Keep pet travel essentials in your vehicle. My must-have list include a water bowl, bottled water, extra leash and collar with identification tags, poop bags, an old towel, pre-moistened wipes, a basic first-aid kit, necessary medications, a copy of health records, bedding, treats, one or two favorite toys and at least a 3-day supply of food inside resealable plastic bags or containers.
Dr. Marc is a veterinarian and writer for Pets Best, a dog insurance and cat insurance agency.
About the English Springer Spaniel
Height (to base of neck): female 19″, male 20″
Weight: female 40lbs, male 50lbs
Color: Liver and white, black and white, tricolor, blue and liver roan.
Coat: Double coated with medium length hair that is flat to wavy. They have feathering on limbs and chest.
Life Expectancy: 12-15 years
Energy level: High
Exercise needs: High
Breed Nicknames: Springers
Is an English Springer Spaniel the Right Dog Breed for You?
By Arden Moore, a certified cat and dog behaviorist with the International Association of Animal Behavior Consultants. Arden is an author, radio host, and writer for Pets Best, a cat insurance and dog insurance agency.
Welcome to the wonder year – feline style. The first year of a kitten’s life can be fun, fascinating – and frustrating. It is important to keep in mind that kittens aren’t born with instant manners or training manuals. They seem to possess an innate ability to create mayhem, mischief and madness – all in the name of feline fun.
Leaping, pouncing, climbing and diving are built in to a young cat’s genetic code. These supercharged, high-energy kittens spend their waking hours vigorously exploring their environments and testing their abilities.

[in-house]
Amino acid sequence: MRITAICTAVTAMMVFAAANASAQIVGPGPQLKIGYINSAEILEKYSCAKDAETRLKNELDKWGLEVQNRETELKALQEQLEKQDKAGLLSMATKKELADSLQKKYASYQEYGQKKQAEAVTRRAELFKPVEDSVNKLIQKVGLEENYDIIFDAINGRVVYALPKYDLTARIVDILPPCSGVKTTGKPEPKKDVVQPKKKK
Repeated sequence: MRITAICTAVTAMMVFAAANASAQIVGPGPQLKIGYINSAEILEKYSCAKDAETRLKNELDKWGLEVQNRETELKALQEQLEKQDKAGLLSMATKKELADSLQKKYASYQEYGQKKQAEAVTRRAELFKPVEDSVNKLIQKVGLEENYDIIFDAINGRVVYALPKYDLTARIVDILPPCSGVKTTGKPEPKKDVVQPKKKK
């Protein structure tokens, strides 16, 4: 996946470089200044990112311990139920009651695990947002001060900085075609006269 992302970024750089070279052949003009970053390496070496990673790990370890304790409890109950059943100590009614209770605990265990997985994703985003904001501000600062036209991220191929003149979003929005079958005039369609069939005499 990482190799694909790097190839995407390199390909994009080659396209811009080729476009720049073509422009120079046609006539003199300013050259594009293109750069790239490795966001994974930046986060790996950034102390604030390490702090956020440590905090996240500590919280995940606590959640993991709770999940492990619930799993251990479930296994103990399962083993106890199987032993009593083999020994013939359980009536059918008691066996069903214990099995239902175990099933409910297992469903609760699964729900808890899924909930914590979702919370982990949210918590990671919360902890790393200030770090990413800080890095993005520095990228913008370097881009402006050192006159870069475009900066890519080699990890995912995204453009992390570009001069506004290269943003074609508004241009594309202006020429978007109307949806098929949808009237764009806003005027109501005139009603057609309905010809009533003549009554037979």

Here are five kitten-training tactics designed to help you survive the “wonder year” and maintain your sanity:
1. Start behavior training on Day. Don’t delay. Kittens grow up fast and you don’t want bad habits to become permanent ones. Never reward bad behavior – even when it is cute.
2. Strive for consistency. Always use the same voice commands and hand gestures so you don’t confuse your kitten. For instance, always say, “Sit up” and raise your index finger when you want your feline student to stretch up with his weight resting on his hind feet.
3. Avoid physical punishment. Your hand should be viewed as a friend, not a foe to your kitten. Hitting a kitten fosters fear and distrust. You need to be regarded at the benevolent leader, the keeper of all good resources (and that includes high-quality treats).
4. Remember the species. You adopted a kitten, not a puppy. The two species have different motivations for what they do. Don’t expect your kitten to fetch your slippers. Whereas a puppy often strives to please you, a more independent-minded kitten needs to know what’s in it for him to comply.
5. Customize your behavior training. If you have adopted more than one kitten, recognize that each may have a different personality – even if they are litter mates. Strive to meet the individuality of each kitten during your mini-training seasons and keep in mind that some kittens respond to some techniques better than others.
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This article has been adapted from its original version in Arden’s book, The Cat Behavior Answer Book.
By Arden Moore, a certified pet first aid/CPR instructor with Pet Tech, a hands-on training program. Arden is an author, radio host, and writer for Pets Best, a pet insurance agency for dogs and cats.
Spring ushers in warm weather and motivates you to spend more time outdoors with your dog. Unfortunately, the great outdoors is home to more than 800 types of ticks capable of transmitting more than a dozen diseases, some lethal. Ticks can transmit Lyme disease, Rocky Mountain spotted fever and ehrlichiosis, to name a few.
According to veterinarians, your best defense against ticks causing disease in your dog is to keep him on year-round flea and tick control. And, always check your dog thoroughly from head to tail after taking a hike.
If you do discover a tick on your dog’s coat, it’s natural to be a bit startled at first. But take a breath and follow this five-step guide to safely and completely remove the tick:
1. Put on rubber gloves to prevent touching the tick directly and putting yourself at risk for contracting any tick-transmitting disease.